The repatriated Mayan urn from Albion College on exhibit in the Secretaría de Educación Pública (Secretary of Public Education) building in Mexico City. Photo courtesy of Joel Palka

After marching into the museum director’s office trying to figure out what was going on, Palka soon learned the urn in the Chiapas museum exhibit was not the Albion urn, although it was from the same region, Lake Petha. 

Palka said it’s “unheard of” to find two identical ceramic Mayan urns. He said there are some Zapotec examples from tombs in Oaxaca, Mexico, but not Mayan ones. 

The next step was to find out if an ancient Mayan artist twinned these urns for some cultural or religious reasons. Or perhaps the explorer from Michigan who found the urn made an exact copy — something Palka said is very hard to do. 

Palka received permission to extract clay from both urns to determine their authenticity, and he used two different methods to analyze the clay. The analysis of both samples was done in labs with archaeological chemists. He worked with Mexican archaeologist Josuhé Lozada to get clay samples, research permits and co-author publications.  

“From the chemical analysis I learned they were from the same clay source, probably then the same artist and the same workshop,” Palka said. “They are not from the Palenque region. This clay chemistry was completely different from the Palenque clay.” 

Once Palka knew the artifacts were probably from different caves around Lake Petha in Mexico, he worked closely with Albion College and Lozada to repatriate the Michigan urn in spring 2021.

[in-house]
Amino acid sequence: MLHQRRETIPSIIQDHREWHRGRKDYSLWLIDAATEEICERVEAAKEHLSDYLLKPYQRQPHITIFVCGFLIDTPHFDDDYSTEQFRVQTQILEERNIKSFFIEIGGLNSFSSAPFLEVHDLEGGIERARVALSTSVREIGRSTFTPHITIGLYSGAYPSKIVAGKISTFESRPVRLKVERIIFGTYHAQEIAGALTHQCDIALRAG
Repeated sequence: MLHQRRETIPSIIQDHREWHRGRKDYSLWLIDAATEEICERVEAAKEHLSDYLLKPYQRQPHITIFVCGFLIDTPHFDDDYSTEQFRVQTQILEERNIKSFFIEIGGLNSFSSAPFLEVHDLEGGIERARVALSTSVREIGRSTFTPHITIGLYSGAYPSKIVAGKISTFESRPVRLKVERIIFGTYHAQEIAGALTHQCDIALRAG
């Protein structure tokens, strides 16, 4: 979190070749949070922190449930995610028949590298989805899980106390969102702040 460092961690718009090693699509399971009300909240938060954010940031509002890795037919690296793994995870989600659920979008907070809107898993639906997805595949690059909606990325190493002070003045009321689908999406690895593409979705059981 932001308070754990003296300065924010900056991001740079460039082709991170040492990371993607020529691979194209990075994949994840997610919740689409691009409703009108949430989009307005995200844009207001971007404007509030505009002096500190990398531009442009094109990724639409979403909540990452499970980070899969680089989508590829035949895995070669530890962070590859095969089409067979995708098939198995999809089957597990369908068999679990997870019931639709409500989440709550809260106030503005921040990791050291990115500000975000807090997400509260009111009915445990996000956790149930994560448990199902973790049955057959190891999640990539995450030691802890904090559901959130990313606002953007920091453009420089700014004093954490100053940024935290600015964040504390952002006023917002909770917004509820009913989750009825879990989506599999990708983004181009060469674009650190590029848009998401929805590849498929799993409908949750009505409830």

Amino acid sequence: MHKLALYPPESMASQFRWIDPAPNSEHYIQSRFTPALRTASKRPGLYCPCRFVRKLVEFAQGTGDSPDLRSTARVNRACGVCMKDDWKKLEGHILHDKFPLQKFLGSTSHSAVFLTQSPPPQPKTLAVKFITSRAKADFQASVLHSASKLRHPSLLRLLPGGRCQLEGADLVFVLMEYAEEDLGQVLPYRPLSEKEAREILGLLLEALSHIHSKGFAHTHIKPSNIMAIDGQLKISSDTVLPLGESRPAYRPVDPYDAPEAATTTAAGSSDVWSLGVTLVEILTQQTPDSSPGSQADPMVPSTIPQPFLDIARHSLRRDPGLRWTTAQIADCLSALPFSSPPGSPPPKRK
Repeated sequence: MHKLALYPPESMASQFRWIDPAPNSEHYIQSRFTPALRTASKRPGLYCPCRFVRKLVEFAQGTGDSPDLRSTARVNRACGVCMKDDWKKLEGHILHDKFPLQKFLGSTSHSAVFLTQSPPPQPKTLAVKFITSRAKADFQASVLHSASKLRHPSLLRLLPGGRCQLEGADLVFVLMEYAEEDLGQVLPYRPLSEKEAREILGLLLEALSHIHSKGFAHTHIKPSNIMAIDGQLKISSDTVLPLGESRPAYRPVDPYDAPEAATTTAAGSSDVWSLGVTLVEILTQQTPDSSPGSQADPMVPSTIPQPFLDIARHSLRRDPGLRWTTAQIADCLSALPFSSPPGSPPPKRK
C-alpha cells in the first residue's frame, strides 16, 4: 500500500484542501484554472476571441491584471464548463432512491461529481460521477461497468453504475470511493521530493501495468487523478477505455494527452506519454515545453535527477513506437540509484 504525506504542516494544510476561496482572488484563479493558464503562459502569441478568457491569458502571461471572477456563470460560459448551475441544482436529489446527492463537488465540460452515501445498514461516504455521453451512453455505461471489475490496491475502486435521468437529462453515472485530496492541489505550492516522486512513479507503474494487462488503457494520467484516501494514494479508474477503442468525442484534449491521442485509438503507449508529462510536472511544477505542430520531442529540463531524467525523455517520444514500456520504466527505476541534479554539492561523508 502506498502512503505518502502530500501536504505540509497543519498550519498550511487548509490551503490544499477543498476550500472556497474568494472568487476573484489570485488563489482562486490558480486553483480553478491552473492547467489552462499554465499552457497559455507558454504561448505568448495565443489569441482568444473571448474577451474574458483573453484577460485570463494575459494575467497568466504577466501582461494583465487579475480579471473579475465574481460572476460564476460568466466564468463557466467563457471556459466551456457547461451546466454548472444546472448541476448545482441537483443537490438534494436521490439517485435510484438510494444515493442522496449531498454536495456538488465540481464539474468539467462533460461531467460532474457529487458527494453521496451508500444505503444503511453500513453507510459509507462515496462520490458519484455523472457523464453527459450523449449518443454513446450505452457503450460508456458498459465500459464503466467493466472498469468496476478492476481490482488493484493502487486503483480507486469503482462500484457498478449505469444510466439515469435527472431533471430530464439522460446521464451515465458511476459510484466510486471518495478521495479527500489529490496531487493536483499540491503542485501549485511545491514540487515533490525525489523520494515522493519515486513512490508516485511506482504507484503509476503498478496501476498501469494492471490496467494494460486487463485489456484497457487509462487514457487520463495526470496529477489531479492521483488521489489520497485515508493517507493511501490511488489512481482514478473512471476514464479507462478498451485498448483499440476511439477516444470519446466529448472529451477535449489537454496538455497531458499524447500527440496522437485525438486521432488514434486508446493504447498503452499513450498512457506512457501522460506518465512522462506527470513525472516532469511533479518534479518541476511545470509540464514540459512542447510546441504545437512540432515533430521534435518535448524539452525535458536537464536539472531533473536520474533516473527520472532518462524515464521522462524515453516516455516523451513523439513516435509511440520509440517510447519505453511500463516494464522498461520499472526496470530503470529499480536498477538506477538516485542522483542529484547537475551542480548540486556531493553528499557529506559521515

But there was one more twist in this story. 

Yet another Lake Petha urn was found of a Mayan moon and maize goddess, making these ceramic urns a trio. The urn featuring the female goddess was in storage for 50 years, then turned up on display at the Maya Museum of Cancun (Museo Maya de Cancún), where Palka heard about it. 

In September, Palka was invited to a new exhibit in Mexico City displaying the Chiapas urn and the moon and maize goddess urn. The exhibit is located at the National Museum of Anthropology (Museo Nacional de Antropología). Palka was an honored guest invited by the president of Mexico’s Cabinet and Jorge Mendoza Yescas, consul general of Mexico in Phoenix. 

The ongoing exhibit is called “The Greatness of Mexico” (“La Grandeza de Mexico”). Palka says an extension of this same exhibit is in the Secretary of Public Education (Secretaría de Educación Pública) building, where the urn from Albion College is being exhibited.  

This exhibit unveiling coincided with the celebration of Mexico’s 200th anniversary of independence in Mexico City, where Palka was on center stage. The internationally televised event featured the Mexican government thanking Palka and ASU for their collaboration in repatriating the urn to Mexico.  

Palka hopes all three Mayan urns will eventually be returned to the Chiapas museum.